Coevolution not healthy for the female sea monkey

Jun 20, 2011 by Deborah Braconnier report
Artemia urmiana
Artemia urmiana

(PhysOrg.com) -- In a new study titled Male-Female Coevolution in the Wild: Evidence from a Time Series in Artemia Franciscana and published in Evolution, evolutionary ecologist Nicolas Rode from the Centre for Functional and Evolutionary Ecology looked at the sexual behavior of the sea monkey and what happened when females were bred with past and future generations.

Sea monkeys, or brine shrimp, lay eggs that are tough in nature and are able to survive for long periods of time. They can lay dormant for years, as in the case of a drought, and then once the water returns are then able to hatch.

Looking at the Great Salt Lake in Utah, researchers collected eggs from layers that had formed in 1985, 1996 and 2007. They took these eggs back to the lab and allowed them to hatch. Keeping each generation separate, the researchers then bred the females with eggs from their generation and previous and past generations.

What they discovered was that the longer the time difference between the male and female partner, the sooner the female sea monkey died. When a female from 1985 was bred with a male from 2007, her was cut short by as much as 12 percent.

The research seems to match the idea of and that female shrimp are best suited to breed with their own generation. It appears males and females adapt new mating strategies through different generations and this proves deadly for the female sea monkey.
The change in from a different generation did not however seem to have an effect on the female’s reproductive success. Even though they were dying faster, they were also producing eggs at a faster rate.

The one mystery still puzzling the researchers is just how the males are harming the females and shortening their lifespan.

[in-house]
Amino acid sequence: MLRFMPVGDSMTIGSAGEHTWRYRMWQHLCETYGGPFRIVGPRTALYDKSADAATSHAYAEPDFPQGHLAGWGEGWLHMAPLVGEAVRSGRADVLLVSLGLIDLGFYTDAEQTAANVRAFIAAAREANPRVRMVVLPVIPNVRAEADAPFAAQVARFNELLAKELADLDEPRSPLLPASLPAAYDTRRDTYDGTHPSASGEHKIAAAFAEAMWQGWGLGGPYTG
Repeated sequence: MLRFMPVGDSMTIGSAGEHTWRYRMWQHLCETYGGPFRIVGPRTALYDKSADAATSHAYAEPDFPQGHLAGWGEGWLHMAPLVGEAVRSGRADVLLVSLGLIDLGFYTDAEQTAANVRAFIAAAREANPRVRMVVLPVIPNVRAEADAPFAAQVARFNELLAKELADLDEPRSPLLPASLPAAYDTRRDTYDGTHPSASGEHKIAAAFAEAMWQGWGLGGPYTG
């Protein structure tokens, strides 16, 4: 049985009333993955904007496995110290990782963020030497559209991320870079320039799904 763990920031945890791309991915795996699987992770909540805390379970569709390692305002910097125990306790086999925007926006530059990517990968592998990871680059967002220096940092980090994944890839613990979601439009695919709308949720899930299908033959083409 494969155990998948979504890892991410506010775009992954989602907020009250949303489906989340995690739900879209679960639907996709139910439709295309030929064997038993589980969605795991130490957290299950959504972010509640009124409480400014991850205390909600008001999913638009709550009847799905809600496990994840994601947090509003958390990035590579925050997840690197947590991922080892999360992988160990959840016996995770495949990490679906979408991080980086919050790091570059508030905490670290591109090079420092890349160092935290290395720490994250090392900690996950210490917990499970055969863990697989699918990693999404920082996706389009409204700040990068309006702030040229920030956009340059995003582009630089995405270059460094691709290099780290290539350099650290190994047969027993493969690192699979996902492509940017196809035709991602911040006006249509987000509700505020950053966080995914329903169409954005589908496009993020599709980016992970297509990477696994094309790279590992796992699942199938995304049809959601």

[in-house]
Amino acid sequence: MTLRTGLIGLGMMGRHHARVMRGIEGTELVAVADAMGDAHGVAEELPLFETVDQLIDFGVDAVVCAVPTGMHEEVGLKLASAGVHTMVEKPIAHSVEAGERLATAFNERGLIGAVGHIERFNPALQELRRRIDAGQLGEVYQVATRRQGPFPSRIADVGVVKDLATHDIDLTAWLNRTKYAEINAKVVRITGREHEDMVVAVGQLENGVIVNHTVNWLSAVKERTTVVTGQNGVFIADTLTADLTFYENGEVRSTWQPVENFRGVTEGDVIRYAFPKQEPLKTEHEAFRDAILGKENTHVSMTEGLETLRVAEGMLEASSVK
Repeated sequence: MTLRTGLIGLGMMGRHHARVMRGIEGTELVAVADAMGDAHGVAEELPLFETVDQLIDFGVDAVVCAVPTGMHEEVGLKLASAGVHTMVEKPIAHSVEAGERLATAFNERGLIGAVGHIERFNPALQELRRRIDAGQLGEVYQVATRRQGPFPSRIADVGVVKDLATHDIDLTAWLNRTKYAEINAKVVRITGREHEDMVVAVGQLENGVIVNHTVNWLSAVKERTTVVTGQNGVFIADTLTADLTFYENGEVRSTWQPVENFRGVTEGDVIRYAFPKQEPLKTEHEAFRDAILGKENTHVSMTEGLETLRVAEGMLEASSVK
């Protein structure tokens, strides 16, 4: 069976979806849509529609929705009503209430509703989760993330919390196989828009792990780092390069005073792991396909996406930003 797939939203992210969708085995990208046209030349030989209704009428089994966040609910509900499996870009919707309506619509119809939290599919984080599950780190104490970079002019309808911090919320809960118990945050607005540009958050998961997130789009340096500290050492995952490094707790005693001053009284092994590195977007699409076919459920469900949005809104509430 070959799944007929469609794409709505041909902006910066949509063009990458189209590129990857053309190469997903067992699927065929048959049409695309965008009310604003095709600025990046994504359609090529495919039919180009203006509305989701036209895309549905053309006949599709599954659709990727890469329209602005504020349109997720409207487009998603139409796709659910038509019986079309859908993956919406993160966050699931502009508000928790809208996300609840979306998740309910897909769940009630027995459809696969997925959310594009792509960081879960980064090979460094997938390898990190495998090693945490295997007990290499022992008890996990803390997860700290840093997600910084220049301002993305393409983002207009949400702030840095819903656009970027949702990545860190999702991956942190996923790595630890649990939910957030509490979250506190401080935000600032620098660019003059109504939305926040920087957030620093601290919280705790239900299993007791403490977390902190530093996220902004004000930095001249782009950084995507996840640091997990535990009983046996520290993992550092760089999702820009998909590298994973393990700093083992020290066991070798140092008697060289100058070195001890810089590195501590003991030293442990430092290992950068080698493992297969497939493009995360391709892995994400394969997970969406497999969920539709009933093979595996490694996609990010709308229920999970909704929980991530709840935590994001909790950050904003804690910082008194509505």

Explore further: Rock-paper-scissors model helps researchers demonstrate benefits of high mutation rates

More information: MALE-FEMALE COEVOLUTION IN THE WILD: EVIDENCE FROM A TIME SERIES IN ARTEMIA FRANCISCANA, Evolution, DOI: 10.1111/j.1558-5646.2011.01384.x

ABSTRACT
Sexual conflicts are ubiquitous in nature and are expected to lead to an antagonistic coevolution between the sexes. This coevolutionary process is driven by selection on sexually antagonistic traits that can either be directional or fluctuating. In this study, we used dormant cysts of Artemia franciscana, collected in the same population in three different years over a 23-year period (corresponding to ∼160 generations in this system), to investigate male-female coevolution in natural conditions over time. We performed a cross experiment study where reproduction of females mated to males from the past, present or future was monitored until death. In agreement with a model of ‘fluctuating selection’, we found that females survived better and had longer interbrood intervals when mated with their contemporary males compared to when mated with males from the future or the past. However, female weekly and lifetime reproductive successes displayed no differences between contemporary and non-contemporary matings. Finally, the coevolutionary patterns (‘arms race dynamics’ or ‘fluctuating selection dynamics’) possibly acting on female relative fitness could not be discriminated. This study is the first direct demonstration that the process of male – female coevolution, previously revealed by experimental evolution in laboratory artificial conditions, can occur in nature on a short evolutionary time scale.